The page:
AVC: And they’re both living in a warped reality of sorts.
DLB: I would say so. That was my experience growing up with this one family member. If you’re willing to buy into the delusion, you can get along with him fine and have a lovely relationship. You would just have to kind of sign off and accept it, and then they would keep you in their fold. It was a very warm place to be, so that’s what I wanted the film to feel like. You come into the film from the perspective of Virginia. You’re being welcomed into this world of a woman who’s schizophrenic and has some delusional beliefs in a man who also has what a lot of people would call delusional beliefs. [Laughs.] You’re being invited in, and I wanted the film to feel like you were also there in terms of color and light and the way it was made. I hope you feel like you’re living a little bit in her mind.
AVC: The narration by Connelly’s character does have a fairytale aspect. She’s been involved with the project for a number of years, right?
DLB: Yeah. She’s been with it for about five years. I wrote this about eight years ago, and it helped get me the job on Big Love, but then I was doing Big Love and I was busy. Then I took a break from Big Love, or there was a break—I don’t know if it was the writers’ strike, or what was going on—but that’s when I was introduced to Jennifer. I was just like a baby TV writer at the time. I met her out here in New York at the Bowery Hotel restaurant. I walked in, and she was so gorgeous. Even as a gay guy, I was like, “Oh, man. Maybe I’m a little bit heterosexual after all.” [Laughs.] Which isn’t true.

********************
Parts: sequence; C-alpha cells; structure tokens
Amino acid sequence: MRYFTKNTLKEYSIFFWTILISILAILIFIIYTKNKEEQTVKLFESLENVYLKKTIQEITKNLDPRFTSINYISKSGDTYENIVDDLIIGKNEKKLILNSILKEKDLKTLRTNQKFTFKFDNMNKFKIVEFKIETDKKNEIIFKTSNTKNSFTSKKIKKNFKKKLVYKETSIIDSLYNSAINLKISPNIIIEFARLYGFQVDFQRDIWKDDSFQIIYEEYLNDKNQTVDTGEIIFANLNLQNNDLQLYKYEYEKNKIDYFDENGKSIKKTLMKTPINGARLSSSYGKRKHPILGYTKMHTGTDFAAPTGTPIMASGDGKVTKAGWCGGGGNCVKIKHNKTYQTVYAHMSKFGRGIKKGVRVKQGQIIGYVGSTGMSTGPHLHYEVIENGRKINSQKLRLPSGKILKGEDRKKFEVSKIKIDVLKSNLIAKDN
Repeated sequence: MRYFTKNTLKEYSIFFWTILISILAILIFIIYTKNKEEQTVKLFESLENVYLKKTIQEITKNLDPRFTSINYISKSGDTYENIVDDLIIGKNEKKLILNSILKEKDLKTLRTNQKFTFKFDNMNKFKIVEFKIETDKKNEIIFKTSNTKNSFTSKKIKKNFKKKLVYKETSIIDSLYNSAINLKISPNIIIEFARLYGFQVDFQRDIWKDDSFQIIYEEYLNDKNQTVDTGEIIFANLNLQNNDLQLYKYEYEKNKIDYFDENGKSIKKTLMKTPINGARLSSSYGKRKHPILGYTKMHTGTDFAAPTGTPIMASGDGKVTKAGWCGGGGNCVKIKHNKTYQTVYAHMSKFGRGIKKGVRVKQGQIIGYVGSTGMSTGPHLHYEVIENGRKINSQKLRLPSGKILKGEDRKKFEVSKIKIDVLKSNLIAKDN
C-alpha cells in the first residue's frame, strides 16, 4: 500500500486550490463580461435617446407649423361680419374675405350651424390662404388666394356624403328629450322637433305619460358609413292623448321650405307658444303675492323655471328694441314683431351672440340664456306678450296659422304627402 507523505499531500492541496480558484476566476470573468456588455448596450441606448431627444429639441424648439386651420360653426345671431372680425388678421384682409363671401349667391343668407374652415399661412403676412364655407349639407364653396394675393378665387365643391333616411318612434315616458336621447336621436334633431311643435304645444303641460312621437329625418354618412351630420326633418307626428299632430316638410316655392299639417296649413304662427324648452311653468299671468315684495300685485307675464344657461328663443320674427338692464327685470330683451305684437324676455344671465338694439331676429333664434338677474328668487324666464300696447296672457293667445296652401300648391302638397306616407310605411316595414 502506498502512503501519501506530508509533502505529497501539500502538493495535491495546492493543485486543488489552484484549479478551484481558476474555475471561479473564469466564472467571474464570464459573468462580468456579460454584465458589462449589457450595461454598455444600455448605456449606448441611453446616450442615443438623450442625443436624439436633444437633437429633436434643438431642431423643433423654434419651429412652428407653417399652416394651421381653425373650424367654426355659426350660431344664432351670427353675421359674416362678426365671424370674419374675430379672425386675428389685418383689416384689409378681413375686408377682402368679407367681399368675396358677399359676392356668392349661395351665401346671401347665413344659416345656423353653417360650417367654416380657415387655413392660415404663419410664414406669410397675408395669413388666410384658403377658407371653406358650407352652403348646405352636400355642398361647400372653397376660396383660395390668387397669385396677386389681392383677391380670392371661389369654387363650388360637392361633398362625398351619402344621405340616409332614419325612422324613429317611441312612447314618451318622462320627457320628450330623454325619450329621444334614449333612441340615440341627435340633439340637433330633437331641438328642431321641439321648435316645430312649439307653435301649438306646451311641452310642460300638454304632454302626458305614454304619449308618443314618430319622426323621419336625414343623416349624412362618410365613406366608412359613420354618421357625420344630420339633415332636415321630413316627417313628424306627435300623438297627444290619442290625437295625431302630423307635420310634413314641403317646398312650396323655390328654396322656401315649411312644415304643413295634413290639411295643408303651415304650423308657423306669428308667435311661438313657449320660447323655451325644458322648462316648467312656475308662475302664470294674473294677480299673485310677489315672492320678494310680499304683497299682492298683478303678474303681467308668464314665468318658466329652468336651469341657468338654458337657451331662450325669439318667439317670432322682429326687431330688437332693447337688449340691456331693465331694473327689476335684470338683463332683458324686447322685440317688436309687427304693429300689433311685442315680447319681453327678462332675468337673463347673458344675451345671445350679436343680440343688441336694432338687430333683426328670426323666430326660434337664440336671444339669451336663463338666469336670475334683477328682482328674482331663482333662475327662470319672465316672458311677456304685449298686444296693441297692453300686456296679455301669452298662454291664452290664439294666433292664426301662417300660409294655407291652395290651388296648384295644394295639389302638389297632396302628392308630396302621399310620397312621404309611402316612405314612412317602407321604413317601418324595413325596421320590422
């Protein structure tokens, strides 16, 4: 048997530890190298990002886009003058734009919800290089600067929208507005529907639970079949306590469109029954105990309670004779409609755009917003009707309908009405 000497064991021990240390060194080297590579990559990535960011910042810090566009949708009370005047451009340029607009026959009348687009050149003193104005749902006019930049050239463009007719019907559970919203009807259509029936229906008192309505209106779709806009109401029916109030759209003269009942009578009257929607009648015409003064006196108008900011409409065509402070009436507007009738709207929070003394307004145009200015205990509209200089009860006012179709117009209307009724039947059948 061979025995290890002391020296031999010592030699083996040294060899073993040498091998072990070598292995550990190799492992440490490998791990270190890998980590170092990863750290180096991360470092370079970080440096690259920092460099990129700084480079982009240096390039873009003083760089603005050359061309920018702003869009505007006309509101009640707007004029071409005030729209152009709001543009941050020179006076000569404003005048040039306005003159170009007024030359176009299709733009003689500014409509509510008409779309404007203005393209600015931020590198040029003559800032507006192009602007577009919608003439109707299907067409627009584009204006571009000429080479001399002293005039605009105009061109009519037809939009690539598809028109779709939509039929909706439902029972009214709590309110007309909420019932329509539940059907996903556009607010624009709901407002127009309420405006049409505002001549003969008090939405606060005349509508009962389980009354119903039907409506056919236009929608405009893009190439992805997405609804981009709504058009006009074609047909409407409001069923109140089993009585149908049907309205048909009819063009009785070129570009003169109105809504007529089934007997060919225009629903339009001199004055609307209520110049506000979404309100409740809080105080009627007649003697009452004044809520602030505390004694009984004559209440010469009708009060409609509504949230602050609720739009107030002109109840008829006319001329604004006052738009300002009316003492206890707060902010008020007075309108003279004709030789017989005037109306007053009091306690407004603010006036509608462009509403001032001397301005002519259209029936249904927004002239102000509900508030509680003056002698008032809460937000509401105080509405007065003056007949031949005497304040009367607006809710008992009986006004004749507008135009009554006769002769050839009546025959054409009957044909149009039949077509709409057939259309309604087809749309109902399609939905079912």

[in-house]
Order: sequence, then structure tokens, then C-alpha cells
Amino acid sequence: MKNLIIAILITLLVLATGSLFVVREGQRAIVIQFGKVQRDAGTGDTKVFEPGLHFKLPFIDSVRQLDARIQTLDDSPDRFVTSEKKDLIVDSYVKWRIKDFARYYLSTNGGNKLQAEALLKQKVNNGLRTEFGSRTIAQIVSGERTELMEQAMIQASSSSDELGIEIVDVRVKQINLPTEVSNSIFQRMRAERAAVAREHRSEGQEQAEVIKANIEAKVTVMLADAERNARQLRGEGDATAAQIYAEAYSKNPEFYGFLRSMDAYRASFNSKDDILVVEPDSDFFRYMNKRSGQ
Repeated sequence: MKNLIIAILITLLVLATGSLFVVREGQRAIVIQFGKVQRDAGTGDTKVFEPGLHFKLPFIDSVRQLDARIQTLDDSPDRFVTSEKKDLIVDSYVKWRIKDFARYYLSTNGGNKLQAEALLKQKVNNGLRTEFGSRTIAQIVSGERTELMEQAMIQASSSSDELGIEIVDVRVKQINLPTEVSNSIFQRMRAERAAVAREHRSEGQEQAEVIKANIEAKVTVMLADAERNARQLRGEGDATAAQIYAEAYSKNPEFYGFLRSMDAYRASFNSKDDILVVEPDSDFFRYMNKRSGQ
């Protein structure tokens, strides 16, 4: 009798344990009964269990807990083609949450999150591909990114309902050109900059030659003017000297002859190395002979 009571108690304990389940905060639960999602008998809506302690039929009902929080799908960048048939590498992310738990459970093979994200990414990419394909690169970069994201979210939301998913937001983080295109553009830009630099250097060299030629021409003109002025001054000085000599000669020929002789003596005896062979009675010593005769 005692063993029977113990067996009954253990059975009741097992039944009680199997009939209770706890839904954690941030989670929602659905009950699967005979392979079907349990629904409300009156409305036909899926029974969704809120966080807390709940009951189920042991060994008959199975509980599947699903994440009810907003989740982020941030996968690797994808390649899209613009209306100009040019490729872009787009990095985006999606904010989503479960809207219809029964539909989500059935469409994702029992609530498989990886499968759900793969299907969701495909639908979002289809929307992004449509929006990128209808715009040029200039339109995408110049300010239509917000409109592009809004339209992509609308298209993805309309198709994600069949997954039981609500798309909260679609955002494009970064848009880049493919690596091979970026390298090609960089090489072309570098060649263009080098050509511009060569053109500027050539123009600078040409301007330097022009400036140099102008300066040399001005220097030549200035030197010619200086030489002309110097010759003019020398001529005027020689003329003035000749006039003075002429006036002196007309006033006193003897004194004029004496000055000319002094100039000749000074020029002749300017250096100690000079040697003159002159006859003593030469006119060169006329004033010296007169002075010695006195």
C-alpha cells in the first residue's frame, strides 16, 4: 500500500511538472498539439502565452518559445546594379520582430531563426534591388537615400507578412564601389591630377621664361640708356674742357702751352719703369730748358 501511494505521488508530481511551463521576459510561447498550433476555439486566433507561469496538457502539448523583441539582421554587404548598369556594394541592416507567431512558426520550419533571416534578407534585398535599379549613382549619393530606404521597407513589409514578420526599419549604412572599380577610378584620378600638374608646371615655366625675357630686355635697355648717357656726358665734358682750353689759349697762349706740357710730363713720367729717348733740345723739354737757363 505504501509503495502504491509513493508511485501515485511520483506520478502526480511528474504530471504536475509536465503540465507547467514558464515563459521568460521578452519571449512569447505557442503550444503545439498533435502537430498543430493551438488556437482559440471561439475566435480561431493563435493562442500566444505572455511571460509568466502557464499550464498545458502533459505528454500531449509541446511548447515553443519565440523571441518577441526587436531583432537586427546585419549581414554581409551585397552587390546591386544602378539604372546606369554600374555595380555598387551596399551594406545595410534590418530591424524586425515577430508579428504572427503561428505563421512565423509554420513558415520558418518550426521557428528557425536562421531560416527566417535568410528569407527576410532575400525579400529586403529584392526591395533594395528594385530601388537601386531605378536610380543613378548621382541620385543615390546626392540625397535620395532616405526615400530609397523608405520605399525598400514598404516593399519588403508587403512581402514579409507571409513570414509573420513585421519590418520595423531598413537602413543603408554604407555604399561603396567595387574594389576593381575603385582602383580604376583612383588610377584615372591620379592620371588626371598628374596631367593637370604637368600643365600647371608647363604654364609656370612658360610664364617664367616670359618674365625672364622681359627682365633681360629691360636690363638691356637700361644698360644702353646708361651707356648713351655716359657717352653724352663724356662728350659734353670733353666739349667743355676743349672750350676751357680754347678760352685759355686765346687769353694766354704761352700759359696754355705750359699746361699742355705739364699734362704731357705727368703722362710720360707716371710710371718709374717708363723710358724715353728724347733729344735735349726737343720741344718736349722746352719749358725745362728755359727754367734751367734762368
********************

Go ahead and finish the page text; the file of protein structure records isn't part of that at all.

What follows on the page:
AVC: She’s very attractive.
DLB: She’s very attractive, and so winning. And that was the thing—she’s disarming, funny, vibrant, and a little irreverent. I was like, “Where has this Jennifer Connelly been? Can we bring this to screen?” And she said, “Yes,” and she was in. We started working to put it together, but in the meantime, the spec script for Milk caught fire. Then it was another two-year break.
AVC: When you first wrote the script for this, was it just for yourself?